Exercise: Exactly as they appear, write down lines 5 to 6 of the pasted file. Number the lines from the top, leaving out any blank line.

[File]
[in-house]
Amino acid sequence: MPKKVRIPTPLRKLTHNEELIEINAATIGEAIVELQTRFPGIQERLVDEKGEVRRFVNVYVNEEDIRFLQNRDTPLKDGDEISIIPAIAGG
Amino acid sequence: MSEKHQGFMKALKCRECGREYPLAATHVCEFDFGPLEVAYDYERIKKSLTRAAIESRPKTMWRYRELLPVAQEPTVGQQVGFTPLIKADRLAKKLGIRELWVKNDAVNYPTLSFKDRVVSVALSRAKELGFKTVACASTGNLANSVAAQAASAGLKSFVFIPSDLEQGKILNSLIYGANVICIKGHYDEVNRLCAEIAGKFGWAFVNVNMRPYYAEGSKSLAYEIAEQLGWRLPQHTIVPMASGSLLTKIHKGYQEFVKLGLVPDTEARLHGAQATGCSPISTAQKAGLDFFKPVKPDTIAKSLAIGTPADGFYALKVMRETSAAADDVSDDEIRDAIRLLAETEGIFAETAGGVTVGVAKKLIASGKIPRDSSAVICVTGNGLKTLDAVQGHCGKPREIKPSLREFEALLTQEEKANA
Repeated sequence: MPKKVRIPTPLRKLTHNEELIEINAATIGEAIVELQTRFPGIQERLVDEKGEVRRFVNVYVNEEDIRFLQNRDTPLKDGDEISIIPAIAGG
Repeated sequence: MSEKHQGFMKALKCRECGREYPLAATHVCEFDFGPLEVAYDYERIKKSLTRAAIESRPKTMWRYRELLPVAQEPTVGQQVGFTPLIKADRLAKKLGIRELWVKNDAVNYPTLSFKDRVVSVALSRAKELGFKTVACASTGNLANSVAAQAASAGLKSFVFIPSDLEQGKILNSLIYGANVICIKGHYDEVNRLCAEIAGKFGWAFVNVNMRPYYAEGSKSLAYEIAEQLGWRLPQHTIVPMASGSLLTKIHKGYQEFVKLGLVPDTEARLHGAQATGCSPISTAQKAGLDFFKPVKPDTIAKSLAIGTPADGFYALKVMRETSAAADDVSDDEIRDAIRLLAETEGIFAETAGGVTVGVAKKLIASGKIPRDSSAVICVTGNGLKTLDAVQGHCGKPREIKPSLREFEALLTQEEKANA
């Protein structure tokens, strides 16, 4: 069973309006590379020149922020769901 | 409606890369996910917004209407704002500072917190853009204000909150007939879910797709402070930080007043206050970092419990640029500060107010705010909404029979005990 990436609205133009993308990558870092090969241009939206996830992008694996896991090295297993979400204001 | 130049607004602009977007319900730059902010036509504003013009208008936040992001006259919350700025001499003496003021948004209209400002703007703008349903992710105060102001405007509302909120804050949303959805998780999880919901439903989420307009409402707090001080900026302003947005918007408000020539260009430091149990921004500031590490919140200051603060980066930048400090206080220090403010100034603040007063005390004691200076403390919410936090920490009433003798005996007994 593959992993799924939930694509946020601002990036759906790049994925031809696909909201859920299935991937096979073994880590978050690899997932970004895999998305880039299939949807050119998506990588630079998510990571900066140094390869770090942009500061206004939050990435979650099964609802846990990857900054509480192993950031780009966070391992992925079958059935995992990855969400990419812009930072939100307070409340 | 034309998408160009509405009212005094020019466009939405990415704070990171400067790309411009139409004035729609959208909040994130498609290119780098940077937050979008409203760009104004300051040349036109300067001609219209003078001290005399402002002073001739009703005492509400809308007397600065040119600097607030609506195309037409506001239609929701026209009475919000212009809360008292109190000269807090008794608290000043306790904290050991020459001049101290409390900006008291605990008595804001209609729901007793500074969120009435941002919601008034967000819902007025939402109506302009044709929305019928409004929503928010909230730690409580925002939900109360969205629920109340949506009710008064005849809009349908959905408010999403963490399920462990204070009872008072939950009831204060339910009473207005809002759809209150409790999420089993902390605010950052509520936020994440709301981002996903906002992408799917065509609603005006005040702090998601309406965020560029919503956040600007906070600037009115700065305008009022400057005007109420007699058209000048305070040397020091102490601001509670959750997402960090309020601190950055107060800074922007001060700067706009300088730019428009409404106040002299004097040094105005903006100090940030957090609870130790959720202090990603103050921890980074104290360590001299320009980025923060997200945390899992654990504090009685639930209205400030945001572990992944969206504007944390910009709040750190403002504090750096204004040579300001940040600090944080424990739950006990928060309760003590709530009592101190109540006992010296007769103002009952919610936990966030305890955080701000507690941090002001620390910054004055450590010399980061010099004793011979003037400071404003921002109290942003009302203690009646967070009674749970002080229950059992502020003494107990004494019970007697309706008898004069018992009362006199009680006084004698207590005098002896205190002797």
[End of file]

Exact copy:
Repeated sequence: MSEKHQGFMKALKCRECGREYPLAATHVCEFDFGPLEVAYDYERIKKSLTRAAIESRPKTMWRYRELLPVAQEPTVGQQVGFTPLIKADRLAKKLGIRELWVKNDAVNYPTLSFKDRVVSVALSRAKELGFKTVACASTGNLANSVAAQAASAGLKSFVFIPSDLEQGKILNSLIYGANVICIKGHYDEVNRLCAEIAGKFGWAFVNVNMRPYYAEGSKSLAYEIAEQLGWRLPQHTIVPMASGSLLTKIHKGYQEFVKLGLVPDTEARLHGAQATGCSPISTAQKAGLDFFKPVKPDTIAKSLAIGTPADGFYALKVMRETSAAADDVSDDEIRDAIRLLAETEGIFAETAGGVTVGVAKKLIASGKIPRDSSAVICVTGNGLKTLDAVQGHCGKPREIKPSLREFEALLTQEEKANA
């Protein structure tokens, strides 16, 4: 069973309006590379020149922020769901 | 409606890369996910917004209407704002500072917190853009204000909150007939879910797709402070930080007043206050970092419990640029500060107010705010909404029979005990 990436609205133009993308990558870092090969241009939206996830992008694996896991090295297993979400204001 | 130049607004602009977007319900730059902010036509504003013009208008936040992001006259919350700025001499003496003021948004209209400002703007703008349903992710105060102001405007509302909120804050949303959805998780999880919901439903989420307009409402707090001080900026302003947005918007408000020539260009430091149990921004500031590490919140200051603060980066930048400090206080220090403010100034603040007063005390004691200076403390919410936090920490009433003798005996007994 593959992993799924939930694509946020601002990036759906790049994925031809696909909201859920299935991937096979073994880590978050690899997932970004895999998305880039299939949807050119998506990588630079998510990571900066140094390869770090942009500061206004939050990435979650099964609802846990990857900054509480192993950031780009966070391992992925079958059935995992990855969400990419812009930072939100307070409340 | 034309998408160009509405009212005094020019466009939405990415704070990171400067790309411009139409004035729609959208909040994130498609290119780098940077937050979008409203760009104004300051040349036109300067001609219209003078001290005399402002002073001739009703005492509400809308007397600065040119600097607030609506195309037409506001239609929701026209009475919000212009809360008292109190000269807090008794608290000043306790904290050991020459001049101290409390900006008291605990008595804001209609729901007793500074969120009435941002919601008034967000819902007025939402109506302009044709929305019928409004929503928010909230730690409580925002939900109360969205629920109340949506009710008064005849809009349908959905408010999403963490399920462990204070009872008072939950009831204060339910009473207005809002759809209150409790999420089993902390605010950052509520936020994440709301981002996903906002992408799917065509609603005006005040702090998601309406965020560029919503956040600007906070600037009115700065305008009022400057005007109420007699058209000048305070040397020091102490601001509670959750997402960090309020601190950055107060800074922007001060700067706009300088730019428009409404106040002299004097040094105005903006100090940030957090609870130790959720202090990603103050921890980074104290360590001299320009980025923060997200945390899992654990504090009685639930209205400030945001572990992944969206504007944390910009709040750190403002504090750096204004040579300001940040600090944080424990739950006990928060309760003590709530009592101190109540006992010296007769103002009952919610936990966030305890955080701000507690941090002001620390910054004055450590010399980061010099004793011979003037400071404003921002109290942003009302203690009646967070009674749970002080229950059992502020003494107990004494019970007697309706008898004069018992009362006199009680006084004698207590005098002896205190002797």